What Are You Going to Deploy?

We’ve built a small API in Spring Boot already. In this post, we are now going to modify it a bit in order to deploy it to AWS Lambda. The API will consist of one endpoint, which will return a static list of books.

Booksapp endpoint

Essentially, we want to wrap up the endpoint described in the image above in a Spring Boot app and deploy them on AWS Lambda. The final code for this can be downloaded here.

Building Your Application

Let’s get started! Let’s deploy a small “Ping/Pong” app first and then, with a little more confidence, you will be able to update it to include the /books endpoint.


In order to deploy the API, you will need to have the following tools installed on your local machine:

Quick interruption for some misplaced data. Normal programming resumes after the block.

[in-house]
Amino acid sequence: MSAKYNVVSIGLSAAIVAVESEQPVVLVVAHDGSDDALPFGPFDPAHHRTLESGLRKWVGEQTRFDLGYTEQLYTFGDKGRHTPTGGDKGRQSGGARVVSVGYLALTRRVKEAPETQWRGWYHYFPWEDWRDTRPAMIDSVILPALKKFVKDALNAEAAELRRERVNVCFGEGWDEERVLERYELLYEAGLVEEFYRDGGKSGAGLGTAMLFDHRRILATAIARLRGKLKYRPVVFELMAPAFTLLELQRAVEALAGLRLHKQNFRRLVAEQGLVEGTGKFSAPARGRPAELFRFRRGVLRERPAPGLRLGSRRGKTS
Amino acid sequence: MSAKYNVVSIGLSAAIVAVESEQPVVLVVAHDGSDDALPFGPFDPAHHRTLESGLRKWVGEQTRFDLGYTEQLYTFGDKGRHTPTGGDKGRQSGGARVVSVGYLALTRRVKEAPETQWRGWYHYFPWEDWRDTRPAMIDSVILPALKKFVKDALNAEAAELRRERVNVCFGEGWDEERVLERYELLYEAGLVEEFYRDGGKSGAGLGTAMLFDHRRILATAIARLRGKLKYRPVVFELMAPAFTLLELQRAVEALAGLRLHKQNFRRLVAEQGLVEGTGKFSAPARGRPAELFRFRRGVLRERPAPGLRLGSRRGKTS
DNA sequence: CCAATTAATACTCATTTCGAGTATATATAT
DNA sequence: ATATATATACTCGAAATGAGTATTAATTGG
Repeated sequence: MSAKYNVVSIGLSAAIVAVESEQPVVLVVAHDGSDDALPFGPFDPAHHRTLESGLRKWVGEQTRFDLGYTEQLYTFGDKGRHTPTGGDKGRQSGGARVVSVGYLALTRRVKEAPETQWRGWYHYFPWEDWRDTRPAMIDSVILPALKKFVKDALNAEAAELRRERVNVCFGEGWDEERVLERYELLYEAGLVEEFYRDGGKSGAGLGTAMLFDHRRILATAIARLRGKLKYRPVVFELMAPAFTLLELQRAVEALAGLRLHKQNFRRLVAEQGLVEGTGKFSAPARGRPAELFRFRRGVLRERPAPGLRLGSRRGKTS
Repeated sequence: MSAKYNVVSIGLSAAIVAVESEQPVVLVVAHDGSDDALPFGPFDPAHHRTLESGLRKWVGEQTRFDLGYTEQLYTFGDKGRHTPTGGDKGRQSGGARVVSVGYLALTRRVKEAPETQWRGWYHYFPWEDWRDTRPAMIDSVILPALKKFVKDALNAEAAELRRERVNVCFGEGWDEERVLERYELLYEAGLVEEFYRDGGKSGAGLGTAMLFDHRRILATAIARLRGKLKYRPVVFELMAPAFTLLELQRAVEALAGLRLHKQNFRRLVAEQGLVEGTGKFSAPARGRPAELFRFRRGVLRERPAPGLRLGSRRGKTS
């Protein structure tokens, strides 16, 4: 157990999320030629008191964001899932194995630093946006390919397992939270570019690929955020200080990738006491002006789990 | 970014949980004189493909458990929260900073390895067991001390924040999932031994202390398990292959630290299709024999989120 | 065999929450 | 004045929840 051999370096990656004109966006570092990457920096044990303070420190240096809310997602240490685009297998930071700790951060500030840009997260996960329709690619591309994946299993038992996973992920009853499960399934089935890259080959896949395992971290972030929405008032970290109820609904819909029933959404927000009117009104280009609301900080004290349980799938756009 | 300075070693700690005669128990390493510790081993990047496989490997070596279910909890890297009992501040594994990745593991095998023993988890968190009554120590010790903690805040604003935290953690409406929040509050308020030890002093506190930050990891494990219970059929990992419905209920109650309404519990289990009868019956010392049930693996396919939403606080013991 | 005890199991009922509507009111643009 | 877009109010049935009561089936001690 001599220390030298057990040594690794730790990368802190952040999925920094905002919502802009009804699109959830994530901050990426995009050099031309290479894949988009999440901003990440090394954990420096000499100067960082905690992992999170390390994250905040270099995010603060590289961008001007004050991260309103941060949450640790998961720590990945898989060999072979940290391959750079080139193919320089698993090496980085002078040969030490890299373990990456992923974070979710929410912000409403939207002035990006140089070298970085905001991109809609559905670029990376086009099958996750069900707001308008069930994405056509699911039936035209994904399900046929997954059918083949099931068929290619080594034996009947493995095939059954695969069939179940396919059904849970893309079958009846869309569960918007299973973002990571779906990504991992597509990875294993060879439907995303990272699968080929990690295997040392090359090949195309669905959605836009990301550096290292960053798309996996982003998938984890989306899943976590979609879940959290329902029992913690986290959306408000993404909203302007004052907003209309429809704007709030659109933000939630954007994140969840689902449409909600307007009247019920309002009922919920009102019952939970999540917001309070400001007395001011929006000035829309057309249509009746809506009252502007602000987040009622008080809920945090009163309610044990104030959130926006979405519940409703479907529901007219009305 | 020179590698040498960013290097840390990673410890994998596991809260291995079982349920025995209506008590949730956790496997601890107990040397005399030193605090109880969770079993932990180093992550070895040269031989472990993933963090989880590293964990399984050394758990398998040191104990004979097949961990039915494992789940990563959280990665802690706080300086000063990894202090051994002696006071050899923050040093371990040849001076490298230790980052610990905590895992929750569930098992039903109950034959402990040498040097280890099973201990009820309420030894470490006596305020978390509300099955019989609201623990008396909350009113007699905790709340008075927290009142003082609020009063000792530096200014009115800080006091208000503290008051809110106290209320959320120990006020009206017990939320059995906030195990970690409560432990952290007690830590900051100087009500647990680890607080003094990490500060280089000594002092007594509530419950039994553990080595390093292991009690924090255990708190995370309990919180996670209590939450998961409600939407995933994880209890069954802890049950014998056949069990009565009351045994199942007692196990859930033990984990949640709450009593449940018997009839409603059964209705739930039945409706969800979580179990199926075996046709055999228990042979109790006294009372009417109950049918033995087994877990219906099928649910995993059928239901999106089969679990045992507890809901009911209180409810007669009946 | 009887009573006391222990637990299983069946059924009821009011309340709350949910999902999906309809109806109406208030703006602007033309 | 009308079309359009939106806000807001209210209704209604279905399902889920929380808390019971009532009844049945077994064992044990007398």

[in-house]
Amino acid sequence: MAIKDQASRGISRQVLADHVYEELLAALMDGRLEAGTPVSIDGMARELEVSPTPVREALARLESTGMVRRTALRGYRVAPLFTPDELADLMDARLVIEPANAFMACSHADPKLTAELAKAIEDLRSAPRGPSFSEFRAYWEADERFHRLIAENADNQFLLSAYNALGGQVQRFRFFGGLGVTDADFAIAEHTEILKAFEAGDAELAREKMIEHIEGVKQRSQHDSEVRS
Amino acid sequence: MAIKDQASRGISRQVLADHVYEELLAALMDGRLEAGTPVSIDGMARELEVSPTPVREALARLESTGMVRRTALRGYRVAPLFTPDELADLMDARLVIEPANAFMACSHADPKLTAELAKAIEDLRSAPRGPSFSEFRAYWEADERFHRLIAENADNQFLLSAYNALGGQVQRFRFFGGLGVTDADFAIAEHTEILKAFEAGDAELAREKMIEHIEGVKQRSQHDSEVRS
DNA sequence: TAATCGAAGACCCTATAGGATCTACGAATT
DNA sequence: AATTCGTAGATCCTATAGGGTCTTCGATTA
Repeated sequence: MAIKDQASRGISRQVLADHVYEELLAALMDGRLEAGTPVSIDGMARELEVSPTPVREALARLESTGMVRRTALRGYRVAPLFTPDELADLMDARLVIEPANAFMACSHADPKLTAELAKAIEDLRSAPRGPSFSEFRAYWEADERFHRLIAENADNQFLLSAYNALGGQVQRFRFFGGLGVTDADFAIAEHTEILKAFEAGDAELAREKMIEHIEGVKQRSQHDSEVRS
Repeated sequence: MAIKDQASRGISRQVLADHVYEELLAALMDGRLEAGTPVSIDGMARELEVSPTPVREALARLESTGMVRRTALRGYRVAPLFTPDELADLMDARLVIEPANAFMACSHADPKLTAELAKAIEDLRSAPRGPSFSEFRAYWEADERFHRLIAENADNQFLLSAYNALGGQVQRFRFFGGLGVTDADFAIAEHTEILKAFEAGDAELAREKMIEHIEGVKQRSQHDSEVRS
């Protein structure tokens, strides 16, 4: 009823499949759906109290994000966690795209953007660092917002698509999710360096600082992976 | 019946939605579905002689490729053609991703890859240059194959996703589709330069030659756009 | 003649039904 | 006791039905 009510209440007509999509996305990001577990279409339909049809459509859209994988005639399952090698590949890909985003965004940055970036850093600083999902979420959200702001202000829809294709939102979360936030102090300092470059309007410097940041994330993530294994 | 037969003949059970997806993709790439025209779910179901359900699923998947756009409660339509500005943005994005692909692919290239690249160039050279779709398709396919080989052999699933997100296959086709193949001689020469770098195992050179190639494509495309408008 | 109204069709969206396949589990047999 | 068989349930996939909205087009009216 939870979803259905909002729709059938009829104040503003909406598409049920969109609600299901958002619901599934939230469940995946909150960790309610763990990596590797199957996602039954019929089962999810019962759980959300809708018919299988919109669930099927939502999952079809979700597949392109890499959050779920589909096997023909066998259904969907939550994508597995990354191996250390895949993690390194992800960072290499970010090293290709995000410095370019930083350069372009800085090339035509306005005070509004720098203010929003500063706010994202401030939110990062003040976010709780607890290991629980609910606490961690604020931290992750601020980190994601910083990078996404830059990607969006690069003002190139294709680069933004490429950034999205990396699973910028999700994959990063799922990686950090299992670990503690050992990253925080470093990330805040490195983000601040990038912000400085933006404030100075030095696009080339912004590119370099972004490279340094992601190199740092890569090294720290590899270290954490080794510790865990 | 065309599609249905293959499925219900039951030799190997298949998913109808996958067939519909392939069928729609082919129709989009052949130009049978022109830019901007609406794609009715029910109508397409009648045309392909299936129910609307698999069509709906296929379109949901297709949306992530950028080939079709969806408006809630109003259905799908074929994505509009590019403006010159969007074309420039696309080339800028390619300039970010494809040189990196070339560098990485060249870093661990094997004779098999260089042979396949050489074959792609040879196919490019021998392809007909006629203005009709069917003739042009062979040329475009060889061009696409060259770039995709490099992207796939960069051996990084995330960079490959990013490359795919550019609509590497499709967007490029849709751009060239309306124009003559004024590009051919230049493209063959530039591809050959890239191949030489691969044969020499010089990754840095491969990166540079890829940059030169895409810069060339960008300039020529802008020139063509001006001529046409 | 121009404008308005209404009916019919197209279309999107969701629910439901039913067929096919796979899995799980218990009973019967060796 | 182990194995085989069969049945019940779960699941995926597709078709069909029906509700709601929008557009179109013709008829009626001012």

Deploying a Java App on AWS Lambda

There are many options for deploying Java applications in AWS Lambda. If you’re wondering about using the Serverless Framework, follow this great post by Rupak Ganguly for getting started. But if you’re using traditional Java frameworks like Spring, Spring Boot, Jersey, or Spark, you can take advantage of the aws-serverless-java-container tool, as we do in this post.

The aws-serverless-java-container is a package created by AWS that behaves as a proxy between a Java Framework and AWS Lambda. This means that you can run your Java APIs on AWS Lambda with minimal code changes. 

For deploying a Java app with an aws-serverless-java-container, you will first need to install Apache Maven (instructions on this post will be Mac OS flavored, but you can always use similar commands for other platforms):

$ brew install maven
$ mvn --version
Apache Maven 3.6.2 (40f52333136460af0dc0d7232c0dc0bcf0d9e117; 2019-08-27T10:06:16-05:00)
Maven home: /usr/local/Cellar/maven/3.6.2/libexec